The Illinois State Senate impeached Governor Rod Blagojevich yesterday on a number of counts. I am not going to debate the merits of the decision, nor the potential criminal charges. But, there is a lesson here and its one for everyone including digital natives.
Among the counts against Mr. Blagojevich was one that dealt with his actions to ‘sell’ his appointment to the U.S. Senate to fill the seat vacated by President Obama. That count was based on wiretap messages discussing possible appointees and what he could get for it.
Mr. Blagojevich knew he was under investigation and knew that Federal prosecutors monitored his communications and yet he continued to speak very openly about the value of the appointment and the fact that he needed to get something for it.
In his defense, Mr. Blagojevich, stated that the public misunderstood what he was saying, that just because he talked about something he was not guilty until he actually did something illegal, and that state politicians were persecuting him.
Digital natives take heed. As Don Tapscott points out in his book Grown Up Digital, digital natives know that their communications can be monitored and that they have no privacy in the social computing world, yet they do not change their behavior. Tapscott’s only criticism of digital natives is that they do not manage their privacy, nor recognize the fact that what they say now can and will have an impact on their future.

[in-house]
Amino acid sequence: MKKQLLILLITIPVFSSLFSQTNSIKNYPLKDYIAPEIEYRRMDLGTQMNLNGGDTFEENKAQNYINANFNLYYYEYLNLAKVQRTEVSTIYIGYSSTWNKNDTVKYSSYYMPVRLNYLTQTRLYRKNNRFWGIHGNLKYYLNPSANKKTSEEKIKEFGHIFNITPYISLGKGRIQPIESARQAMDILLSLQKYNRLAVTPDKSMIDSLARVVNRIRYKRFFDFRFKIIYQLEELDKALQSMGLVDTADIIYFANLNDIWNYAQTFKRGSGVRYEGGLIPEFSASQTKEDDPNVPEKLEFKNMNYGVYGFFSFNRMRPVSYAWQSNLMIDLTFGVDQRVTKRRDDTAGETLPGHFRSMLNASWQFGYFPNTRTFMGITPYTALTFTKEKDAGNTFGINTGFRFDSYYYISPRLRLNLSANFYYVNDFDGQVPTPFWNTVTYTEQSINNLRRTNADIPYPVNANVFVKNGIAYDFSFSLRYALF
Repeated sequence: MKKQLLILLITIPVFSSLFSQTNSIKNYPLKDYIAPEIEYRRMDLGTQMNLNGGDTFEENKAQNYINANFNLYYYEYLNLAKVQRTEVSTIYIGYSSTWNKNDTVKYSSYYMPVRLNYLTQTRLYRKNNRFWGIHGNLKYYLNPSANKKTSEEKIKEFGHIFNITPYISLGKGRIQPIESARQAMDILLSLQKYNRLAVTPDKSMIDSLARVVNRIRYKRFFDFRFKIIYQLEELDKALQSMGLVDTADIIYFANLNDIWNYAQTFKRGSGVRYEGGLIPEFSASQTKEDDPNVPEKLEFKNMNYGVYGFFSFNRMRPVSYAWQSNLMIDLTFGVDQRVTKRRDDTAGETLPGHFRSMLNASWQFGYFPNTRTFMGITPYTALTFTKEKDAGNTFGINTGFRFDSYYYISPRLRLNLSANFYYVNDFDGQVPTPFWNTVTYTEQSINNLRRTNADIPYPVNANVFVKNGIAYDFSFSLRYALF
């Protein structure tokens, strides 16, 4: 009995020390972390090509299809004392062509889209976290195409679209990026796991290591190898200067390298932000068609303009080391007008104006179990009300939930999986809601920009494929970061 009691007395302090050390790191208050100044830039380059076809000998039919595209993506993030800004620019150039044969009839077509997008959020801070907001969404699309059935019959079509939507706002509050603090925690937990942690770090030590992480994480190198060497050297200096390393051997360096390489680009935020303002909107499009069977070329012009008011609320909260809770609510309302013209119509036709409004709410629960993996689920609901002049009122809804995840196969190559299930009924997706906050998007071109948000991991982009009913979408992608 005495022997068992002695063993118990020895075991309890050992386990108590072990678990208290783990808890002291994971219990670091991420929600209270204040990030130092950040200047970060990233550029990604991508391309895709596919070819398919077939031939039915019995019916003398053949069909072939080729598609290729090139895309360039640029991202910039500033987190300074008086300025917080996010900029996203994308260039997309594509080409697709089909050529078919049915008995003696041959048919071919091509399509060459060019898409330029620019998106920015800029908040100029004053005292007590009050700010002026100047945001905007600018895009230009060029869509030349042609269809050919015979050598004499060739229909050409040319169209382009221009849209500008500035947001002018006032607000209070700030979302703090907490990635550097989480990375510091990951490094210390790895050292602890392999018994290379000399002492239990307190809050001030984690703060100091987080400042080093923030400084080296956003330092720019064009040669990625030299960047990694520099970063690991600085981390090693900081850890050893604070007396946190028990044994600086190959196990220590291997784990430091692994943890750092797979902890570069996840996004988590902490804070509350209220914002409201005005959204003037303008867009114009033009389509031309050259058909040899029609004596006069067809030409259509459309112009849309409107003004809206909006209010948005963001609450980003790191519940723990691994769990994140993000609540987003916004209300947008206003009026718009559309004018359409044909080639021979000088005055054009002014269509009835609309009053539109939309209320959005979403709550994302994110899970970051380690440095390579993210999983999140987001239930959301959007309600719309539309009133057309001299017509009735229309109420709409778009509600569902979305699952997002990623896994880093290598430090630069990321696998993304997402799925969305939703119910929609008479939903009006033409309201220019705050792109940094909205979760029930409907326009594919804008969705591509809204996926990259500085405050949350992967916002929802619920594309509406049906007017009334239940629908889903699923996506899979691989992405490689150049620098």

In many ways Digital Natives should learn from Mr. Blagojevich’s very public situation. Namely that what you say can be as damaging as what you do and that the court of public opinion is set not at the time you say it, but at the time when others make a future judgment about you. A judgment that will by definition NOT be at a time of your choosing, not in a context you control, nor with an outcome you can influence.
The collaboration, openness and sharing among the digital generation is great and is forming new ways of working that we all can benefit from. Just recognize that what you say, write, post, or picture lasts well beyond the moment and is very open to interpretation after the fact.